The family was placed in the summer home of a watchmaker (Mr Watt) before they were able to find their own place to live. Her father started out as a street photographer but then obtained a position at the Netherlands Legation, working his way up the ranks over the years until he became a Diplomat. Enny was sent to Wellington East Girls’ College, where the Headmistress (Miss Isaac) was quite old fashioned. She believed that the best way for the migrants to settle into life in New Zealand was to separate them all. Each migrant child was placed in a different classroom so that they were forced to meet New Zealanders and learn to speak English. What this meant, though, was that Enny did not meet anyone else who had experienced anything similar to what she had endured during the last seven years. Consequently, their life in Indonesia was behind the Waal family and they never spoke about it again. They were merely grateful to have been given a second chance.
Though she could not speak English, by attending school, Enny slowly picked it up and the “mist” started to clear in fifth form. She sat her school certificate and passed enough to get into sixth form. From there, her grades only improved. They did not teach Physics at Wellington East Girls’ but her grades from her other subjects were enough to get her into Medical Intermediate at Victoria University College.
Diving into Medical Intermediate and Medical School
Enny entered Medical Intermediate the year after she finished High School (1951). These years saw increased numbers of students due to the returning servicemen, many of whom were hoping to enter a medical degree. Enny remembers this year was intensive and she spent much of it “heads down”. Despite the challenges, Enny scored high enough grades to get into Medical School to start the following year. Her first thought upon hearing the news was “Get on with the job”, but she was surprised and quietly pleased to have been offered a spot. She also received a small scholarship and a bursary to help with her fees and living costs. During the summer holidays she worked as a child-minder to earn extra money. She was not paid well, “but, at that time, any money was pretty welcome.”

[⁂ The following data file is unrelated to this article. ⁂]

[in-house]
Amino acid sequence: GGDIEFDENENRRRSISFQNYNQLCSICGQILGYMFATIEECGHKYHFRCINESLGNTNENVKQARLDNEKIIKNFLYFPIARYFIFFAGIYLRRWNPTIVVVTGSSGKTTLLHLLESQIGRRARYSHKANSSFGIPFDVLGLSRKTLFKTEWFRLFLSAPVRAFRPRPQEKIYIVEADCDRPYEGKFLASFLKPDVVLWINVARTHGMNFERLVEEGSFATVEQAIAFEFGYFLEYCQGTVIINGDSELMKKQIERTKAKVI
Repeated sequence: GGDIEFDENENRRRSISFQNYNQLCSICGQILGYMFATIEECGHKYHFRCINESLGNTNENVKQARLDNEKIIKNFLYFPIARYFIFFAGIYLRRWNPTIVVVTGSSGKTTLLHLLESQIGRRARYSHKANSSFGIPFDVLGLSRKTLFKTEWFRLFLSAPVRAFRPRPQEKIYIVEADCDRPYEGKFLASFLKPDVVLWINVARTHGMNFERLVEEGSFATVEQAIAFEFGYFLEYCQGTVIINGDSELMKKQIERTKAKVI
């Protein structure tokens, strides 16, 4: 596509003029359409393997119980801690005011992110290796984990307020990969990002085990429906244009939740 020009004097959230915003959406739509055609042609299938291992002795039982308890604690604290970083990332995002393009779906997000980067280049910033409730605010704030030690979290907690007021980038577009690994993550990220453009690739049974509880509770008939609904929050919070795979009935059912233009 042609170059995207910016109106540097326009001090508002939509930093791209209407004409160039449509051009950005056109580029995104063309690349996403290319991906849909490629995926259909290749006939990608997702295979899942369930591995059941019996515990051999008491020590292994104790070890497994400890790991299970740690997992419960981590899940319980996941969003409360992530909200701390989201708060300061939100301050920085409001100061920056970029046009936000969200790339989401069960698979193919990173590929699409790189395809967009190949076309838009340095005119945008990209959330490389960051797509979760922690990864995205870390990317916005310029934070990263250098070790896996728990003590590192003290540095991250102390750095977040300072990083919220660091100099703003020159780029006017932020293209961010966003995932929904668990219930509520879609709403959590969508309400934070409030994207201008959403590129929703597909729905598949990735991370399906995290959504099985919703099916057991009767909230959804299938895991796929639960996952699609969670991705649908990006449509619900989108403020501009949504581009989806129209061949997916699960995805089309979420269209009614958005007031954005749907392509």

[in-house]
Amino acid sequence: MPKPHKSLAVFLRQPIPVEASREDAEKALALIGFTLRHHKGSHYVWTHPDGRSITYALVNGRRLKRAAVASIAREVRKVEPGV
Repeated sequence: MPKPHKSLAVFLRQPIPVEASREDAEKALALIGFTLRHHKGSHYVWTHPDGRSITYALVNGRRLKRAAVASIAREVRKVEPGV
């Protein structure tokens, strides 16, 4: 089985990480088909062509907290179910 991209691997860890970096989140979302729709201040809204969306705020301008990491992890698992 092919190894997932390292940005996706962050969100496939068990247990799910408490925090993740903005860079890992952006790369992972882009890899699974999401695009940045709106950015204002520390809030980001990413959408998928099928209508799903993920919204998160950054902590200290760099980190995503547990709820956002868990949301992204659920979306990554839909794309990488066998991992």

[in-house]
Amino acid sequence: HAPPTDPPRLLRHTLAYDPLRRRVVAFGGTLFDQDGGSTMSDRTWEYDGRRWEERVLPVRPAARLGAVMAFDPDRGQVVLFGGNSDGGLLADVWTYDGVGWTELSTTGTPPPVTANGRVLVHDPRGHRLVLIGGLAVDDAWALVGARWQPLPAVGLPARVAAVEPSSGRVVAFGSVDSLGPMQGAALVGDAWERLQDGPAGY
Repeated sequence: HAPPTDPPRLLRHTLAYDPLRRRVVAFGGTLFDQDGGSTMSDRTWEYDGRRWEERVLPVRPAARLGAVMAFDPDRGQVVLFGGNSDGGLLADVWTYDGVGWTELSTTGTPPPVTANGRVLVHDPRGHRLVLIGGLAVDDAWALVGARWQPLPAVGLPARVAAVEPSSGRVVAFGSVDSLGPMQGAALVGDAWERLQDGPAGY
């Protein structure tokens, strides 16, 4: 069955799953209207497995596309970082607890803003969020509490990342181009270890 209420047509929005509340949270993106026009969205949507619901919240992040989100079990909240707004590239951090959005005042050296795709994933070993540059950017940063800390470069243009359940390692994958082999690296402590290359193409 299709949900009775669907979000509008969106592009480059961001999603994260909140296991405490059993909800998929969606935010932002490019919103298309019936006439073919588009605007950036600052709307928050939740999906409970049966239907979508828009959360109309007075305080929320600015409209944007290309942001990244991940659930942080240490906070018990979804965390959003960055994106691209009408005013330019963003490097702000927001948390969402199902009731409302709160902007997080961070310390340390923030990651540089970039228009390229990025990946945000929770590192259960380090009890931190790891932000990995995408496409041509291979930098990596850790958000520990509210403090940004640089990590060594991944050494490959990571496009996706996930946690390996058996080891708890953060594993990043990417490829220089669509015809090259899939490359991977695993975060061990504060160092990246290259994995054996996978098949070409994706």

At the beginning of 1952, Enny caught the ferry, presumably to Lyttleton, and then took a train to Dunedin. She had been in Dunedin for five days and was happily settling into St Margaret’s College when the baron came to her room and told her that her father had passed away suddenly. She instantly returned to Wellington to support her mother and sister. Her father had been having an esophagoscopy to determine why he had been vomiting so much (this was linked to his health issues that originated in the POW camp). During the procedure, the catheter passed through the wall of the esophagus and the contents went into his lungs. He developed pneumonia and died not long after.
Despite dying of a medical misadventure, the Waal family was offered no support. Moreover, he had died without a will and so the Public Trust stepped in to settle everything. Unfortunately, this meant that it took months for everything to be sorted. Her mother had to return to work and found a position in Child Welfare, which she qualified for due to her Headmistress and Red Cross certificates. Enny was only in Wellington for a short while before returning to Dunedin to begin her studies. Unfortunately, she missed the first two weeks of class and so had to “dive right in”.
As she had not been to Dunedin before university, she bought a bike so that she could easily get around and sightsee. This was how she spent much of her leisure time: biking, walking, or visiting the museum or art gallery. She did not attend parties or go away on holidays to the ski fields or surrounding towns. She also joined a Presbyterian group in Dunedin where she met many kind and supportive people. This was where she received the majority of her pastoral care following her father’s passing.
There were about nine women in Enny’s class, and one of them got married in third year and dropped out. She believes that there was an impression that if you got married, you dropped out. At one point, fellow student Simme Alterman (nee Coggin) asked Enny to tutor her in anatomy.
The classes she remembers most were the anatomy labs, which were run by Professor Adams. “I remember that the smell was really disgusting.” She also remembers one Professor who threw bits of chalk at the students. She thinks it was supposed to be humorous but many of the students did not find it funny. She does not remember there being any female professors, though there was a lady in the anatomy department who would help the students with their slides. She often felt like she learnt more from her books than she did from her lecturers.